my favorite lenses i use every week:
schneider-kreuznach componon-S f-5.6-45/300 mm
rodenstock rodagon f-5.6-45/210 mm
schneider-kreuznach componon-S f-5.6-32/100 mm
rodenstock apo-rodagon f-4-22/ 80mm
rodenstock rodagon-G 2.8-16/50 mm
schneider-kreuznach apo-componon HM f-2.8-16/40 mm
i just really like good optics. in my everyday i enjoy all sorts of light from different sources. but when i'm working in my darkroom i like clean light, and by that i mean photons going through pieces of glass that have been expertly grounded. as a photographer i am always asked what cameras and lenses i use, but as a printer, well, no one -few exceptions- ever asks me what lens i use to print. yet, if i may, in analog printing the lens is pretty much the only thing between a negative and the paper. actually, it is the only thing. so yes, it's pretty important to me. and by now i know which f/stop works well what print size, or what type of grain is on the film. it's not an exact science, but it's based on my experience by looking at -and making- thousands and thousands of prints over the years. i have preferences of course, and i apply them to different situations. it's a matter of paying attention to what happens to the grain through a certain lens at a particular contrast and different densities. this is an exercise i practice on a weekly basis when i try to figure out the best way to print whatever neg at whatever size on whatever paper in whatever developer. i know, it's a lot of whatevers, but there are so many variations it takes years -for me at least- to understand. on my own images it's quite easy: i know what i like and how to get there. many a times i've used my findings on other people's negatives. i learn by doing, and there is a always a new puzzle to solve. so when i'm asked how i think this image should be printed, i have an opinion. when i loupe a neg i can tell you at what size the grain will start to change based on the contrast i would probably use. but all this is just talk, and visual artists need to see, this is why there is a service called and i quote 'test strip at size'. artists lean toward one look or another, i put their words into values, sometimes i can almost hear their inner-monologues. no, not really, but when i get a negative with a note saying 'you'll see, it's pretty straightforward', or 'you know what to do', also 'you remember what it looks like, you printed it once 3 years ago', then i know i've earned the trust of the person i print for. if i'm off in my guess, it's back to zero... this is one of the reasons i like analog printing. that is also one of the reasons i need to know my lenses so well. coating on the front lens varies, the result being more or less contrast. no lens is necessarily bad, it might just be more appropriate to a different puzzle.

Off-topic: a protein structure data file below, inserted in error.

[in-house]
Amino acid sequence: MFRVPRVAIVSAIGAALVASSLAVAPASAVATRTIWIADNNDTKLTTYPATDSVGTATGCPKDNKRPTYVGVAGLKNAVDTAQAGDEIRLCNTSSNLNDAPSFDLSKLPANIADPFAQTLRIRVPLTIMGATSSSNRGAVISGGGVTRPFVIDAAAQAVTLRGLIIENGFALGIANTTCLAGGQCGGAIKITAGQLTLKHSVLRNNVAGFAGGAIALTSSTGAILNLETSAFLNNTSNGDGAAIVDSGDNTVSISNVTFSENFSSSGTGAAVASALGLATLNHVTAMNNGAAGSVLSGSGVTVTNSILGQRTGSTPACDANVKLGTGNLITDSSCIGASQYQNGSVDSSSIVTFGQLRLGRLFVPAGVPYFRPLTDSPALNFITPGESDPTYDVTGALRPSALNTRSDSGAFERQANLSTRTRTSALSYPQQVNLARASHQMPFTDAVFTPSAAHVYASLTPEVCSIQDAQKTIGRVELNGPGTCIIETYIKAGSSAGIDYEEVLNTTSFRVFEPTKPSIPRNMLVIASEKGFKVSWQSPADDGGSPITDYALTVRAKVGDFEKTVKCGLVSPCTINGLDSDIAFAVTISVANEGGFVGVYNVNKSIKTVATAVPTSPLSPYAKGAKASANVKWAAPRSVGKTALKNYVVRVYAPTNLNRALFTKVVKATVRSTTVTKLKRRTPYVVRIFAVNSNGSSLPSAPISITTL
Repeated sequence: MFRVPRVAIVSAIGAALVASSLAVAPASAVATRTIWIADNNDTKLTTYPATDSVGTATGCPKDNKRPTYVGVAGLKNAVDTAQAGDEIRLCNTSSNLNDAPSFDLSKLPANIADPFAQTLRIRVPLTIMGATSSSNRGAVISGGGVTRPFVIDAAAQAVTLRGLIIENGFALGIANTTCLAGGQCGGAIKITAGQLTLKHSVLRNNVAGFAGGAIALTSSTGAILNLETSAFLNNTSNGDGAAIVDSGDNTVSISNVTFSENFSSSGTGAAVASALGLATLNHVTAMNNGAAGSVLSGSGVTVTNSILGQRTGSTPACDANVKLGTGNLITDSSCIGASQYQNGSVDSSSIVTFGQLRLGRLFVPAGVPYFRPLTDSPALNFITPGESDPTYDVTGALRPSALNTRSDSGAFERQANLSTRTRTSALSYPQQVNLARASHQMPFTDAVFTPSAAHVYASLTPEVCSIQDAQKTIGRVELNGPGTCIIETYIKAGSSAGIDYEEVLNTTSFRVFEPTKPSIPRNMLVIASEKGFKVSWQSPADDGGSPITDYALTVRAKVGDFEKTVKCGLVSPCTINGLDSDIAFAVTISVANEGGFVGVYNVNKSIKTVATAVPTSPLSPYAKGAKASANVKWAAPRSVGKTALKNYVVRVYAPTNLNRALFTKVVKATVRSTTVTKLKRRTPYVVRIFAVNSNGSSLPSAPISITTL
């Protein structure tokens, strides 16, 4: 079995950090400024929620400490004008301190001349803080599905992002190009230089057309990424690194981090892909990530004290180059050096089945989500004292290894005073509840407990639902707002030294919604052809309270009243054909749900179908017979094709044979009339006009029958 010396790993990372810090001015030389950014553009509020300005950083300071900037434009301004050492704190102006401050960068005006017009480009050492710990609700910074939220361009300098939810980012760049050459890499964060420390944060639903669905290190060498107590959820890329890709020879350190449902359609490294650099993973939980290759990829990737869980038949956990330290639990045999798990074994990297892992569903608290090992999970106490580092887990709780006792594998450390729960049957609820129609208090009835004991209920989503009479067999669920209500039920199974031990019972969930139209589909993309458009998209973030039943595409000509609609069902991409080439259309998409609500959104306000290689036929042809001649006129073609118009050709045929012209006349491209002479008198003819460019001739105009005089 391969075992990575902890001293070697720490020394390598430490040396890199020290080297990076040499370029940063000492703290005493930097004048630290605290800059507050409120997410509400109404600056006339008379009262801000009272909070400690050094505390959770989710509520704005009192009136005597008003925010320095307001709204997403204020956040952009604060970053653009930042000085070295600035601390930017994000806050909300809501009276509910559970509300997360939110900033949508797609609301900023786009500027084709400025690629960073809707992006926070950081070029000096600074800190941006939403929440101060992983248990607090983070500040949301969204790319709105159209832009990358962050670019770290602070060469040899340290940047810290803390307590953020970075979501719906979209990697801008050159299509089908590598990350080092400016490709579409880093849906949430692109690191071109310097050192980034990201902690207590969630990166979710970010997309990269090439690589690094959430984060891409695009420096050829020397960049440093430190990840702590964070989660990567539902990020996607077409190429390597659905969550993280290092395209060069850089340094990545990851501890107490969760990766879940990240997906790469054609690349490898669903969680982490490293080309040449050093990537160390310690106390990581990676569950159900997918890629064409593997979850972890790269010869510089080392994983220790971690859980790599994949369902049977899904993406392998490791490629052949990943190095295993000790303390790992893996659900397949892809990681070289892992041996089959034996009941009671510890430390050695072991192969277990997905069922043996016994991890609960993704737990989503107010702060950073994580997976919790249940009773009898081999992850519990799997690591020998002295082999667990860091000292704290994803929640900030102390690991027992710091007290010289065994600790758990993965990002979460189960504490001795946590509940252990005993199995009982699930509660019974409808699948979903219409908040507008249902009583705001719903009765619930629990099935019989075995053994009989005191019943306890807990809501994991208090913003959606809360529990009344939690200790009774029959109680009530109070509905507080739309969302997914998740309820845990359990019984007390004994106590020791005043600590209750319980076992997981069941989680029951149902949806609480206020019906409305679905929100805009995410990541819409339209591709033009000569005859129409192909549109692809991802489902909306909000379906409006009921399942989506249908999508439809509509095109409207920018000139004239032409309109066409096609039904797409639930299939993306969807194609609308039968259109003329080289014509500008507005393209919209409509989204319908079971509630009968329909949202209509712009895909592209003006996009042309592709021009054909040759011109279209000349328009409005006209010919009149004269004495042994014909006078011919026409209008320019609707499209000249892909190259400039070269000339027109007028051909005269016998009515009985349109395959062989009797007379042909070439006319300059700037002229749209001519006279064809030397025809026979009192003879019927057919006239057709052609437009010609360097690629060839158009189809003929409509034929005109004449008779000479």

and for large prints something else is between the light and the paper besides the lens, the 2 pieces of glass that sandwich the negative. anti-newton, regular, one of each, different groves etched into the glass, not every combination is right for everything, and sometimes no glass is best -but very difficult on a large print with long exposures- 20x24 in. and under i print without glass, instead i let the acetate expand and retract with the heat from the enlarger, so i re-focus every time i make an exposure. i look at grain through loupes at every size and contrast, so i learn still, every day.
aldo sessa next to a 56x70 print
(matte toned sepia btw)
we had a good day.